Note: this post was originally written by Angela Petros.
It is that dreaded time of the year again when law firm CMOs are asked to come up with their budgets for next year. How to avoid getting caught in the trap of having your budget automatically set at what it was this year or worse because of cost pressures, last year’s budget less x%.
Here are 3 steps for running a better budgeting process for law firm marketers
Step 1: Build your bottom’s up analysis
Building a bottom’s up analysis is critical to understanding what the marketing team needs to achieve its goals. A simple way to go about it is as follows:
- Understand what the firm’s revenue goals are, in as much detail as you can, for 2014 in total, by partner, by practice area, and by group for example. How do they expect to achieve those goals? Understanding the mix between net new sales and sales to existing customers is critical because very different programs drive each of the goals.
- Map the marketing goals to the business goals. Is marketing signing up to support 100% of the revenue goal or something less than that; is marketing going to be focused in a particular practice area or geography, on a particular set of clients?
- Build the marketing programs to support the marketing goals and then layer in the tactics that make up the marketing programs.
- Estimate the rough costs of each of the programs. Once you get into the discussion of what marketing needs versus what the firm can afford, then you can have the easier discussion about simply taking whole programs off the table if savings are needed. For example, if the firm needs $x of savings, then perhaps we don’t have a holiday party for clients which will save us $y. This certainly gets away from the death by a thousand cuts where you take a bit of savings from one program and a bit from another. It also avoids the quandary that marketing agrees to deliver the program with the same impact but for less money.
Step 2: Benchmark against your peers
Figure out what your budget is as a percentage of the firm’s revenue. Talk to your peers and get as much benchmarking data as you can to understand what everyone else is spending as a percentage of revenue. In our industry, Sirius Decisions does some good benchmarking work and for similar b2b businesses to ours, they recently recommended ~6% of revenue be invested in marketing. However, this is just a starting point, if you are launching a new practice area, office, services, merging with another firm requiring a firm rebrand you need to make the case for more dollars to support the initiative before moving back to steady state spend.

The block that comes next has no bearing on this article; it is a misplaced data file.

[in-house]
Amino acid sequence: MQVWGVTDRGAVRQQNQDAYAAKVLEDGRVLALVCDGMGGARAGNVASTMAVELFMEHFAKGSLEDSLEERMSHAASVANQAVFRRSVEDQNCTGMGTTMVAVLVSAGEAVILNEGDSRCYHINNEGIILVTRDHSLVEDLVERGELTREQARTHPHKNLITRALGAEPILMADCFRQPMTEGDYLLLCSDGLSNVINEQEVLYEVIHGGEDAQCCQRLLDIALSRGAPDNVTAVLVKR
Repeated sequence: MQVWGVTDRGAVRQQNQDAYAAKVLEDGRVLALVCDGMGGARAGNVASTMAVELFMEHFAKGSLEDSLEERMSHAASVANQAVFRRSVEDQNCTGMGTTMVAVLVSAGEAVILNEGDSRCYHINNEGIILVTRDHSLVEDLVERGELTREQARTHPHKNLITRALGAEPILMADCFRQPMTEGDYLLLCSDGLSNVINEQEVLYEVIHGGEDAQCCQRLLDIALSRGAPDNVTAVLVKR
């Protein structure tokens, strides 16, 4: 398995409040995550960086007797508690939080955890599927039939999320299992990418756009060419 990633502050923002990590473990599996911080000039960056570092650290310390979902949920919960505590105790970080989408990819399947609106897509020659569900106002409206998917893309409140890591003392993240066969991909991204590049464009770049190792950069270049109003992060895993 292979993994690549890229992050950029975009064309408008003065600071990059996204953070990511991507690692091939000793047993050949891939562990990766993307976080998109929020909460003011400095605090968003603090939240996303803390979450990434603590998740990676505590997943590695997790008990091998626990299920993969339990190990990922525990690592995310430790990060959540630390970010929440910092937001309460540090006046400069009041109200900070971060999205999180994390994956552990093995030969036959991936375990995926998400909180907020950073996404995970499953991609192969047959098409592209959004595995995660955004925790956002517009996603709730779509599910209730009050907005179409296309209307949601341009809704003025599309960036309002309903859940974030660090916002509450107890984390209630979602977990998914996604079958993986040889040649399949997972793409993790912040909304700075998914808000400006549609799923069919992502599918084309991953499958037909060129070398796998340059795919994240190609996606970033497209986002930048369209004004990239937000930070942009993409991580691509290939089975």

Step 3: Showcase the results you have driven in 2013
Due to advances in marketing technology, it is much easier to track the results of marketing and determine return on marketing investment. As you are asking for more dollars, be sure to lay out the results of what has been accomplished in 2013 and the investment it took to get there. Some honest assessment of the programs goes a long way, what worked well and should be continued or expanded and what did not and should be discontinued. Don’t be shy about presenting the results of tests or pilot programs that had disappointing performance – it highlights the fact that the marketing team is data driven and constantly testing new ideas to see if they can lift performance.
Good luck! Look forward to your thoughts on how your budgeting process for marketing is run in your firms and tips you have for other marketers in law firms as they look to set their budgets for 2014.
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